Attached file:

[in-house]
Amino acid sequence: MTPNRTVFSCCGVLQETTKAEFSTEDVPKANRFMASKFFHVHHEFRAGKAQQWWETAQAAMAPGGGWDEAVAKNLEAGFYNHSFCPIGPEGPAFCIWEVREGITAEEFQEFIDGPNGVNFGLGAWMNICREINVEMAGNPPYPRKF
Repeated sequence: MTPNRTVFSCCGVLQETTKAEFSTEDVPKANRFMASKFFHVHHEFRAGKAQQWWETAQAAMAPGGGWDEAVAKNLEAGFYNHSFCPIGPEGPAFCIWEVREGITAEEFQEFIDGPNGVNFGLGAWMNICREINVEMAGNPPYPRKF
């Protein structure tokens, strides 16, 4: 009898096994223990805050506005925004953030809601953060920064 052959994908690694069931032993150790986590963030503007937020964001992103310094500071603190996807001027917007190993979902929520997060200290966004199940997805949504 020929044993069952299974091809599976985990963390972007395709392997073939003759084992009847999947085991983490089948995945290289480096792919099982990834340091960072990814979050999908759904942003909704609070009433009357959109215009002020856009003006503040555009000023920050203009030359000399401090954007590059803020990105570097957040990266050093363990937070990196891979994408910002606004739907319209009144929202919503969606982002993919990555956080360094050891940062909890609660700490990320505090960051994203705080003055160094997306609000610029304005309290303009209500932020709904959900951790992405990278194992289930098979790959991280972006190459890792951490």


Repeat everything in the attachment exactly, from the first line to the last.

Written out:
[in-house]
Amino acid sequence: MTPNRTVFSCCGVLQETTKAEFSTEDVPKANRFMASKFFHVHHEFRAGKAQQWWETAQAAMAPGGGWDEAVAKNLEAGFYNHSFCPIGPEGPAFCIWEVREGITAEEFQEFIDGPNGVNFGLGAWMNICREINVEMAGNPPYPRKF
Repeated sequence: MTPNRTVFSCCGVLQETTKAEFSTEDVPKANRFMASKFFHVHHEFRAGKAQQWWETAQAAMAPGGGWDEAVAKNLEAGFYNHSFCPIGPEGPAFCIWEVREGITAEEFQEFIDGPNGVNFGLGAWMNICREINVEMAGNPPYPRKF
């Protein structure tokens, strides 16, 4: 009898096994223990805050506005925004953030809601953060920064 052959994908690694069931032993150790986590963030503007937020964001992103310094500071603190996807001027917007190993979902929520997060200290966004199940997805949504 020929044993069952299974091809599976985990963390972007395709392997073939003759084992009847999947085991983490089948995945290289480096792919099982990834340091960072990814979050999908759904942003909704609070009433009357959109215009002020856009003006503040555009000023920050203009030359000399401090954007590059803020990105570097957040990266050093363990937070990196891979994408910002606004739907319209009144929202919503969606982002993919990555956080360094050891940062909890609660700490990320505090960051994203705080003055160094997306609000610029304005309290303009209500932020709904959900951790992405990278194992289930098979790959991280972006190459890792951490």